National Academies Press: OpenBook

Measuring Poverty: A New Approach (1995)

Chapter: The Current Equivalence Scale

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Suggested Citation:"The Current Equivalence Scale." National Research Council. 1995. Measuring Poverty: A New Approach. Washington, DC: The National Academies Press. doi: 10.17226/4759.
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Suggested Citation:"The Current Equivalence Scale." National Research Council. 1995. Measuring Poverty: A New Approach. Washington, DC: The National Academies Press. doi: 10.17226/4759.
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Page 163
Suggested Citation:"The Current Equivalence Scale." National Research Council. 1995. Measuring Poverty: A New Approach. Washington, DC: The National Academies Press. doi: 10.17226/4759.
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Page 164
Suggested Citation:"The Current Equivalence Scale." National Research Council. 1995. Measuring Poverty: A New Approach. Washington, DC: The National Academies Press. doi: 10.17226/4759.
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Page 165

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ADJUSTING POVERTY THRESHOLDS 162 F in the range of 0.65 to 0.75. To calculate the actual thresholds, the ratio of the scale value from the formula for each family type to the value for the reference family type is applied to the reference family threshold. RECOMMENDATION 3.1. The four-person (two adult/two child) poverty threshold should be adjusted for other family types by means of an equivalence scale that reflects differences in consumption by adults and children under 18 and economies of scale for larger families. A scale that meets these criteria is the following: children under 18 are treated as consuming 70 percent as much as adults on average; economies of scale are computed by taking the number of adult equivalents in a family (i.e., the number of adults plus 0.70 times the number of children), and then by raising this number to a power of from 0.65 to 0.75. To explain the basis for our recommendation, we review types of equivalence scales, including the scale inherent in the official thresholds. In the discussion, we present our reasons for recommending that children be treated as needing 70 percent as much, on average, as adults, and for suggesting a range of 0.65 to 0.75 for the factor used to adjust for economies of scale for larger families. The Current Equivalence Scale During the 1960s, when there was keen interest in developing a poverty measure for the United States, one widely cited measure did not employ an equivalence scale. The 1964 report of the Council of Economic Advisers (CEA) set the poverty line for 1962 at $3,000 for a family (of any size) and $1,500 for unrelated individuals. It is hard to defend the proposition that a family of five can live as cheaply as a family of two, and although some might argue that parents who have chosen to have larger families should not be regarded as poor simply because of that choice, the same can hardly be said of the children, who played no part in their parents' decision. If one is to construct a sensible measure of poverty, some equivalence scale must be used. Mollie Orshansky, working at the Social Security Administration in the early 1960s, developed the poverty measure that was ultimately adopted for official use. Her central poverty threshold for a family of four was about the same as the CEA family threshold of $3,000, but she developed a whole range of thresholds that took family size and composition into account (Orshansky, 1963, 1965a). She thereby defined an equivalence scale, not directly, but by constructing a set of thresholds for different family types. Orshansky's thresholds were derived from looking at food budgets, and the equivalence scale that is implicit in them is a consequence of her judgements about needs for food and other goods. The underpinning for Orshansky's thresholds was the U.S. Department of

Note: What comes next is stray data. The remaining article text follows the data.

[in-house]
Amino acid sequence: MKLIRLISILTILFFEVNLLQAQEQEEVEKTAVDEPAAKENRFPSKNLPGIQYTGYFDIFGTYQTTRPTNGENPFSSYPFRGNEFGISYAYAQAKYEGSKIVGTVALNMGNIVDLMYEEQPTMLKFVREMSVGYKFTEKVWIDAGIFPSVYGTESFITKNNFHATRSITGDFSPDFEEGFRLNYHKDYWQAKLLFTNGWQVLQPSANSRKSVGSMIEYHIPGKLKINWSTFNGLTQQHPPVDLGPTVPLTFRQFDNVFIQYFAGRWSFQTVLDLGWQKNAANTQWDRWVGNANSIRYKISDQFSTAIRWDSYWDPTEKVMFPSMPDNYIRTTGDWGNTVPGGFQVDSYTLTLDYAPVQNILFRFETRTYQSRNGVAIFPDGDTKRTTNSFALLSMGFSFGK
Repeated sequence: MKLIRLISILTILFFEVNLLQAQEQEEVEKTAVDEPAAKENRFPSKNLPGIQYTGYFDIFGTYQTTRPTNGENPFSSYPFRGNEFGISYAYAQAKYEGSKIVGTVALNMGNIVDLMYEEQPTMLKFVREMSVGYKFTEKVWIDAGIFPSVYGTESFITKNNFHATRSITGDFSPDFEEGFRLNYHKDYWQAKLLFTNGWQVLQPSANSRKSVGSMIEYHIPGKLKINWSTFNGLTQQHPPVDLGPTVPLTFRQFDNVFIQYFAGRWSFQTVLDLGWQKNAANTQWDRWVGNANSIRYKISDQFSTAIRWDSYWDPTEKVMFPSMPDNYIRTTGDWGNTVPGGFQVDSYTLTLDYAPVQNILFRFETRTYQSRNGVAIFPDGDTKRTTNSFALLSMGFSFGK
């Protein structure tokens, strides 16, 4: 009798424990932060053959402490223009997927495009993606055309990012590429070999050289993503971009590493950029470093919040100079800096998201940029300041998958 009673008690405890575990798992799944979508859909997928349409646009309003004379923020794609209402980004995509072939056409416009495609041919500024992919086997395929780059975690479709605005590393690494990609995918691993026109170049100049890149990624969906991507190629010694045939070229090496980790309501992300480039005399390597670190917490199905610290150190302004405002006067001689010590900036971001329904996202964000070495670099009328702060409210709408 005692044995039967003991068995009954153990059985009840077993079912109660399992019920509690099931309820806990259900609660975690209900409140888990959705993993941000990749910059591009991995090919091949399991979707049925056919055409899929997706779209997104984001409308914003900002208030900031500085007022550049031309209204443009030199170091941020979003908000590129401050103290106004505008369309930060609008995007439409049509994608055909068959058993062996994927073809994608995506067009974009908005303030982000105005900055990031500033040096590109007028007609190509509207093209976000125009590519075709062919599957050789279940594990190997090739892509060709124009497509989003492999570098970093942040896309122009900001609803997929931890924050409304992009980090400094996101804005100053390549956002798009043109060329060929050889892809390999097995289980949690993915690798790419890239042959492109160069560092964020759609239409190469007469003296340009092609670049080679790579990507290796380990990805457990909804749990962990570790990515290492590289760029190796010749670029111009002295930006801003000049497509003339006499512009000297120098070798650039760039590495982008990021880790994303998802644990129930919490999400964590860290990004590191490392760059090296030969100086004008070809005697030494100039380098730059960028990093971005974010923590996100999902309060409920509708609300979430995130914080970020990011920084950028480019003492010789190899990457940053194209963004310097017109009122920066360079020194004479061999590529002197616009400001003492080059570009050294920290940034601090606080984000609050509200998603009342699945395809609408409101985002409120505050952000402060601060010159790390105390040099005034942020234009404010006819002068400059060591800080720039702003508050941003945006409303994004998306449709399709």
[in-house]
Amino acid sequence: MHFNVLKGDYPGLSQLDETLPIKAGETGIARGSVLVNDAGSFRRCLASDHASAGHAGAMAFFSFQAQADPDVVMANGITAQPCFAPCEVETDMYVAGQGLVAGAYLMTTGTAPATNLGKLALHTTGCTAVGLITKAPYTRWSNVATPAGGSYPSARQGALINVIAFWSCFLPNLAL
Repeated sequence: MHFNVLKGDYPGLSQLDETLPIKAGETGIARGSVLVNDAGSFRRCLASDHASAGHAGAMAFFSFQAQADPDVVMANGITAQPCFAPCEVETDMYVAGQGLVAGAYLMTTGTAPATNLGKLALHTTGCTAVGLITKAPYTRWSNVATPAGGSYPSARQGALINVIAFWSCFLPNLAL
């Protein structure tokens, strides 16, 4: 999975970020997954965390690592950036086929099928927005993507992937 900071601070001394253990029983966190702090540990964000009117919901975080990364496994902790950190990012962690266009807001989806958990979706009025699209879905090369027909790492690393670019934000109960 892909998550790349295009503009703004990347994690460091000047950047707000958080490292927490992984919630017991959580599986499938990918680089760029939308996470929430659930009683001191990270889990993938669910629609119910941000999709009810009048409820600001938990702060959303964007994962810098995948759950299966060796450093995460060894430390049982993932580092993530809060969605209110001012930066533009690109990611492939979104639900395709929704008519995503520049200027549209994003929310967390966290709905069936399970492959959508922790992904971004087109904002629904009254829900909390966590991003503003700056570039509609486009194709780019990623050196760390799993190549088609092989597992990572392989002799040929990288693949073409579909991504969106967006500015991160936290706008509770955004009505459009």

ADJUSTING POVERTY THRESHOLDS 163 Agriculture (USDA) Economy Food Plan, which provided the estimated cost of a minimally adequate diet for adults and children of various ages and for families of different sizes. (The latter estimates reflect assumptions about economies of scale on food; see Peterkin et al., 1983.) Orshansky's food budgets were based on the USDA estimates, coupled with assumptions about the ages of the children in each size and type of family. She developed separate budgets for families on the basis of the sex of the family head, the family size, the number of family members under the age of 18, and, for one- and two-person units, the age of the family head (under age 65 or 65 and older). According to the 1955 Household Food Consumption Survey, the average family of three or more spent approximately one-third of its after-tax money income on food. On the basis of this evidence, Orshansky created thresholds for families of three or more by multiplying her estimated food costs by three. She examined families of two separately, however, on the grounds that smaller families are less able to take advantage of economies of scale and so must absorb higher per capita fixed costs. The average family of two spent 27 percent of its income on food, so the multiplier for families of this size was set at 3.70 (1.00/0.27). Without using a food plan and a multiplier, she set thresholds for unrelated individuals, characterized by sex and age, at 80 percent of the corresponding threshold for two-person families.1 This figure implies that two adults can live as well as one person on 125 percent as much income (1.0/0.8). Finally, she took 70 percent of her thresholds as the thresholds for farm families. In 1969 the Bureau of the Budget adopted Orshansky's thresholds (and thereby her equivalence scale) for the official measure of poverty, with the modification that the farm thresholds were raised from 70 to 85 percent of the nonfarm thresholds. In 1981 the nonfarm thresholds were applied also to farm families; the thresholds for families headed by women and men were averaged; and the largest family size category for the thresholds was raised from families of seven or more to families of nine or more. With the exception of these fairly minor changes, the current equivalence scale comes directly from Orshansky's original work. Because of the way it was constructed, the scale has as many categories as the official poverty thresholds and is thus quite detailed. (There are 48 categories at present, reduced from 124 categories prior to 1981.) Most presentations summarize it using weighted averages: see Table 3-1, which expresses the weighted average thresholds for families of size two to size seven relative to the threshold for a single adult under age 65. A key point to note is the essential arbitrariness of the equivalence scale 1 Unrelated individuals aged 15 and older are treated as separate one-person "families" in the U.S. poverty measure. Some of them live alone in their own households, but others live with other people not related to them (e.g., they may board with a family or live with one or more unrelated roommates).